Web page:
Pennsylvania’s state legislators — who last session brought us bills reducing social-service budgets and restricting personal freedoms but failed to pass a transportation funding package or tackle pension reform — are eager to get a jump on the business of lawmaking for the coming year. Among the flurry of proposals already unveiled is one by Rep. Tim Krieger (R-Westmoreland) to require drug-testing of all applicants for public assistance.
This controversial proposal has been on the table before. A version of the law, passed in 2011 and rolled out as a pilot program last year, mandated drug-testing of welfare applicants convicted of drug felonies in the past five years. It was billed as a cost-saving measure, and that drew criticism. After all, when Florida imposed a drug-testing program for welfare recipients, its program caught few users and actually cost the state $45,780, notes American Civil Liberties Union Pennsylvania legislative director Andy Hoover. That’s not to mention the legal costs it incurred while defending the law against a (successful) lawsuit by the ACLU.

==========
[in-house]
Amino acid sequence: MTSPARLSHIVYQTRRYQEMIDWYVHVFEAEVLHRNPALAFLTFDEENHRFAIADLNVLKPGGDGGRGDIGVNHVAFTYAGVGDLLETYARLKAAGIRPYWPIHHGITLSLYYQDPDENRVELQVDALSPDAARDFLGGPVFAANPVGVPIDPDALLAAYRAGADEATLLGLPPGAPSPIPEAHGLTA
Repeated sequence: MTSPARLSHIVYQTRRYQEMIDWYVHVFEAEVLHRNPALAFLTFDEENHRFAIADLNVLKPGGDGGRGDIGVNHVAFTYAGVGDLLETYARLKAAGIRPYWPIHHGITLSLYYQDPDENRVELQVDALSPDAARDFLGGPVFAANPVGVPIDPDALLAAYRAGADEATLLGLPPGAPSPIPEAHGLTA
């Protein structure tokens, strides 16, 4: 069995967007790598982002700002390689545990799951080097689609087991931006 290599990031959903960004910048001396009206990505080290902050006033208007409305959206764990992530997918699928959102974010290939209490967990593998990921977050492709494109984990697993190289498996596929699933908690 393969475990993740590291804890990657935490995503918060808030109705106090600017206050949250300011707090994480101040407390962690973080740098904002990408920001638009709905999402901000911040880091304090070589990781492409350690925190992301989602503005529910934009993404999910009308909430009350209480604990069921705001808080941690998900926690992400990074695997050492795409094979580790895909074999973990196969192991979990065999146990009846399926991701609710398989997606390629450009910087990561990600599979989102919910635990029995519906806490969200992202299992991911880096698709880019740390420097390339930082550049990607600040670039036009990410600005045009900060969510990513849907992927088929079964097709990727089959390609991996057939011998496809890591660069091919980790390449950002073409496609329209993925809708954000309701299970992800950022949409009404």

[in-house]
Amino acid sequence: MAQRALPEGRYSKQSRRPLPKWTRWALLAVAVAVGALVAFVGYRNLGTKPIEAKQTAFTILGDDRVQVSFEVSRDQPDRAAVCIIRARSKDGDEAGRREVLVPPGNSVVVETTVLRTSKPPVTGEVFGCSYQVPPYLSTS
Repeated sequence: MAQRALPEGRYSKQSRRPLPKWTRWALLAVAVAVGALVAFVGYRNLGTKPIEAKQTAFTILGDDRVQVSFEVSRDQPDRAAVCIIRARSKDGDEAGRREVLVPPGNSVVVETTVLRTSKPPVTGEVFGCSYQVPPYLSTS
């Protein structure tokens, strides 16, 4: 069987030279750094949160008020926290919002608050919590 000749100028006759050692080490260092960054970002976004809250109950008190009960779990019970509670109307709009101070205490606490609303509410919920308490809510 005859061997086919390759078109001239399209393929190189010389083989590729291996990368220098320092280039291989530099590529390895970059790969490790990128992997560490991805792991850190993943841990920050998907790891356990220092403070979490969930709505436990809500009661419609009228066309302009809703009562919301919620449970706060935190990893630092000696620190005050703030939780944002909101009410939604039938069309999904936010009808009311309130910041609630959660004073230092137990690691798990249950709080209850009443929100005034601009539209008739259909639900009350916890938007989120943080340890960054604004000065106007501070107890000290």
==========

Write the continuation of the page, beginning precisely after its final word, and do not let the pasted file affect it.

Before Krieger’s plan moves forward, it might be instructive to ask: What has drug-testing of Pennsylvania’s convicted drug felons turned up so far? According to Department of Public Welfare statistics, 28 people took the drug test in the program’s initial phase. One failed, and one declined the test and dropped off the welfare rolls; 26 passed. So one could deduce that around 7 percent had used drugs, less than estimated rates of drug use in the overall U.S. population. Of course, this sample is meager, which is one argument against introducing a broader drug-testing program. “There are multiple issues, some practical, some legal,” says Hoover — and a legal challenge, he says, would be inevitable. “Any time the government is taking a person’s bodily sample, that is a search. The government has certain requirements if it wants to search someone: They have to have some suspicion they’ve committed a crime. Being poor is not an indication that you may have committed a crime.”